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Furniture Conservation

Treatment Examples (click on each of the images for more information):

Furniture conservation and restoration are very different in scope, but often a conservation treatment will include some restoration. Treatment priorities are based on preserving as much original material as possible. Consultation with the collector of the art work also informs the overall treatment protocol. The intended use of an object is critical before finalizing a treatment recommendation. How furniture will be used is a practical consideration and must be addressed to achieve the most satisfactory long-term results.

For example, a chair destined for an exhibition or gallery will often receive a structural treatment that is different from one going into a private home and used regularly. Similar consideration must be given to chests of drawers, tables, desks and any other object with moving parts. Much of the time a conservator spends on a treatment involves undoing well meaning, but poor historic restoration attempts. These include the misinterpretation of period styles, construction methodology and finishing methods/materials.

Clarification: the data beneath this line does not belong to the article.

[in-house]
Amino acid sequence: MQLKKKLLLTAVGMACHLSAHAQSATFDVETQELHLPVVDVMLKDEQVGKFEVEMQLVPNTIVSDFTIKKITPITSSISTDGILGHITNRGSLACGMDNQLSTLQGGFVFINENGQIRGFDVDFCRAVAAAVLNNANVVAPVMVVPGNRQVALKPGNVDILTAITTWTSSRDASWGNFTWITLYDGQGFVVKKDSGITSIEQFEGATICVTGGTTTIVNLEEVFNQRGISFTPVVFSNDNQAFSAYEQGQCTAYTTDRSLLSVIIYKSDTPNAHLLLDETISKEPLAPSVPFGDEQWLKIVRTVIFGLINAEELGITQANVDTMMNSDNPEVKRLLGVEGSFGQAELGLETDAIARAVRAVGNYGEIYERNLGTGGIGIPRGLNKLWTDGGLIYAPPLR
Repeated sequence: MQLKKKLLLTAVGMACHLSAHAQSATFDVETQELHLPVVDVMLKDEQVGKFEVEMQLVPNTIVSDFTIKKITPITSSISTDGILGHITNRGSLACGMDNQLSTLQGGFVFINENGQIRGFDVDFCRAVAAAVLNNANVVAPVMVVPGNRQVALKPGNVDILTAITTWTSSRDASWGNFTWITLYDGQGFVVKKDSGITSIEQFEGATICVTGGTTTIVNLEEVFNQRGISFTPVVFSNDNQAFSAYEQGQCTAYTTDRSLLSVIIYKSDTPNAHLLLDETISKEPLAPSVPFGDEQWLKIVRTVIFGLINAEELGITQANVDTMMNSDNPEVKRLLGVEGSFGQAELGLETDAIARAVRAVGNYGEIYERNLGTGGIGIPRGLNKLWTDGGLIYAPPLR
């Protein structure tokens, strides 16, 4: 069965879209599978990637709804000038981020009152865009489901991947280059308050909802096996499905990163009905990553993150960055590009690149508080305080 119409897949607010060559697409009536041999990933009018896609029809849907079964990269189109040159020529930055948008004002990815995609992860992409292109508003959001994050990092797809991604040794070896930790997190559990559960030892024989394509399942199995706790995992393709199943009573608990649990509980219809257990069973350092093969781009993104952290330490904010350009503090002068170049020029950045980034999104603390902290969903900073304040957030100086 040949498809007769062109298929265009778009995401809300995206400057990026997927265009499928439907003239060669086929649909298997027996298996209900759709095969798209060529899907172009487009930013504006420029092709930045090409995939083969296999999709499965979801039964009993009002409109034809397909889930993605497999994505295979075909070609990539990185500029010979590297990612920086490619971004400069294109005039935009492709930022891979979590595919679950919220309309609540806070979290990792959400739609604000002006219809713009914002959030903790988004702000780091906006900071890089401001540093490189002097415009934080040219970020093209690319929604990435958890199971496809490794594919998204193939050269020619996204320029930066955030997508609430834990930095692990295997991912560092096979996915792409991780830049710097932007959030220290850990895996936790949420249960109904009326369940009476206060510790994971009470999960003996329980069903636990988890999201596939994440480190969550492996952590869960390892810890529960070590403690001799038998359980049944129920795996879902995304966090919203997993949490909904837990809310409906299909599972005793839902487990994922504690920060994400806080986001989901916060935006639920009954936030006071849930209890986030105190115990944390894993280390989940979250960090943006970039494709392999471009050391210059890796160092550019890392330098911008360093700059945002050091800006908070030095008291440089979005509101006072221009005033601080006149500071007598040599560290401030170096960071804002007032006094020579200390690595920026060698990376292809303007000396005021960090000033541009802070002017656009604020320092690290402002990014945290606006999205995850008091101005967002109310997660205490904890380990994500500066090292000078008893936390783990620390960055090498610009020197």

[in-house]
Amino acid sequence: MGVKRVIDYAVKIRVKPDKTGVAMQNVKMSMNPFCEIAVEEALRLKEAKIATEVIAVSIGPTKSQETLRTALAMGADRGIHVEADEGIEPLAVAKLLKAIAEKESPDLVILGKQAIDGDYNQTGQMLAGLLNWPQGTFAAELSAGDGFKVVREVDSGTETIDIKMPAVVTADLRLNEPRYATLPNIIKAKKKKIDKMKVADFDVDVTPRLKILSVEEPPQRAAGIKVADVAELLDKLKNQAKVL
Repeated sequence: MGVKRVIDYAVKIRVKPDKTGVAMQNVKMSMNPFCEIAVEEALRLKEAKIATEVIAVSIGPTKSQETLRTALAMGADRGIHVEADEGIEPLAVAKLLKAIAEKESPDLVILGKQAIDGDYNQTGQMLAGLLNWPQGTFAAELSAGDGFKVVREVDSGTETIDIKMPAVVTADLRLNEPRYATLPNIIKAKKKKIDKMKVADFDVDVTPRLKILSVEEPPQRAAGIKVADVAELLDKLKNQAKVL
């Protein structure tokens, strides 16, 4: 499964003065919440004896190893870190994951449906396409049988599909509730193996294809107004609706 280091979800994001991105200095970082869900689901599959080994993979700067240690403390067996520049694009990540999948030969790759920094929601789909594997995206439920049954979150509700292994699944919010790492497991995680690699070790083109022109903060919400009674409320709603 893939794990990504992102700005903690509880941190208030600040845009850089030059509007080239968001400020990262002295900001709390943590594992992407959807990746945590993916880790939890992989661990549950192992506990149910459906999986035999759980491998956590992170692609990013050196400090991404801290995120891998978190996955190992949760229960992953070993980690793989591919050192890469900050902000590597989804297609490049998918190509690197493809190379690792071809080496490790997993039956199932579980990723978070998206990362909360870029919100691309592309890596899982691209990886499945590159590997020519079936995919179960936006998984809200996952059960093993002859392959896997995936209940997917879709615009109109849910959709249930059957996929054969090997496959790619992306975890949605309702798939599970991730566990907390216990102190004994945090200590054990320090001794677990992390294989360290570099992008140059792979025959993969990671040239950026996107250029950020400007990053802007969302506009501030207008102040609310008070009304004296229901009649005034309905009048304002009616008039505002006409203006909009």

Use is also an important factor when weighing the approach to finish treatments. Is the finish well adhered, what is it comprised of, what is its overall condition, are there aesthetic considerations, is it light damaged or faded?  Finishes can often be satisfactorily consolidated and cleaned. In cases where the finish is not appropriate for the period, it is removed and a correct resin is applied to recreate historic appearances.